Stories Of The South: Reflections Of Elvis
It has been 20 years since my cousin, Elvis, died, and for as many years I have been buying myself a yellow rose on that August day in honor of the ones he always gave me.
I'll never forget the first time I received two dozen yellow roses from Elvis. It was opening night of my first play. Even before they arrived I was thinking how proud Elvis would be because he always encouraged me to become an actress. Then in came the most beautiful bouquet of yellow roses I had ever seen. Studying them, I began to reminisce about the first rose he gave me, on my first visit to Graceland. Elvis was not home when my grandmother and I arrived, so I got a special tour from his Aunt Delta. She took me to meet Grandma Minnie, whom Elvis always called "Dodger." Then she led me to Elvis's room. His dressing area, bright with costumes, surpassed everything I had ever imagined. Aunt Delta let me try on a few of his belts and scarves. Gazing in the mirror, I felt like a movie star.
The next day I was sitting at Minnie's feet listening to ghost stories when Elvis and his father, Vernon, walked in. His very presence was electric. Elvis looked at me, a teenager with long blond hair and big green eyes, and asked, "Dodger, who is this?"
She said, "That's some of your family, son."
I jumped to my feet to shake his hand, but he grabbed me instead, welcoming me with the warmest hug. It felt like I had known him all my life. Elvis had a God-given way of making people feel special.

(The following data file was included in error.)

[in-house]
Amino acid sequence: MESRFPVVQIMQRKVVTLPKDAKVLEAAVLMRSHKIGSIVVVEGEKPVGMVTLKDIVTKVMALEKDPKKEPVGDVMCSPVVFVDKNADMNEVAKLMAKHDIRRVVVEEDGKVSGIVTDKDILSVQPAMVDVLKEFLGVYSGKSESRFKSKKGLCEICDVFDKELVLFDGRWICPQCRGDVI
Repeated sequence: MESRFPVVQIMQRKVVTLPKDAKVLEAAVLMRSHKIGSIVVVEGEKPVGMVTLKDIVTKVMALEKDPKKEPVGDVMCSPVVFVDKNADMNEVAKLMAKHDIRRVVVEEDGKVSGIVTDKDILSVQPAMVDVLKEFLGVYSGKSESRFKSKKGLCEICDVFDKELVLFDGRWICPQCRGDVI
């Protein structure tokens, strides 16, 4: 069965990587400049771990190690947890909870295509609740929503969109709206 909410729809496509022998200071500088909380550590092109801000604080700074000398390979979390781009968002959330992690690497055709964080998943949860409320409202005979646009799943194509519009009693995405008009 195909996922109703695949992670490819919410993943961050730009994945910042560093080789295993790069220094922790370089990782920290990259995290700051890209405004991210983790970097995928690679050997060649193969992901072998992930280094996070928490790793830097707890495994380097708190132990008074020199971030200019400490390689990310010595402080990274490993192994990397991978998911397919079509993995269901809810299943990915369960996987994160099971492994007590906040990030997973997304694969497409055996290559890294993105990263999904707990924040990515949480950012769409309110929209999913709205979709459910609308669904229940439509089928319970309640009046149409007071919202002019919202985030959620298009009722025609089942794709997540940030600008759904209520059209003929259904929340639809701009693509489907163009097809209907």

I remember hearing Elvis ask what my plans were for the evening. Minnie told him that another cousin and I were going to a concert. Elvis wanted to know what I planned to wear, and I told him that I just had two choices. Within an hour he not only had several dresses delivered for me to try, but he also had sent yellow roses for us all. As I modeled the dresses, Elvis chose a floor-length yellow gown fit for a princess. I completed my outfit by placing the yellow flower in my hair. After that he always remembered special occasion by sending roses.
Elvis turned me, an Alabama country girl, into Cinderella that night, but such acts of kindness were commonplace for him. I remember the day he gave Aunt Nash Presley Pritchet $20,000 to buy land for her church and a new car to use in her ministry. Another time he saw a couple looking longingly inside a Cadillac showroom. He asked if they saw a car they wanted. They answer yes, and he replied, "It's yours!"
No wonder thousands of people still congregate each year outside Graceland on the day he died. People come to show respect and love for a special man, one who possessed a charisma based on more than music or even the performance skills he pioneered. It emanated from his humanity and tenderness, evidenced to me by the beauty of a yellow rose.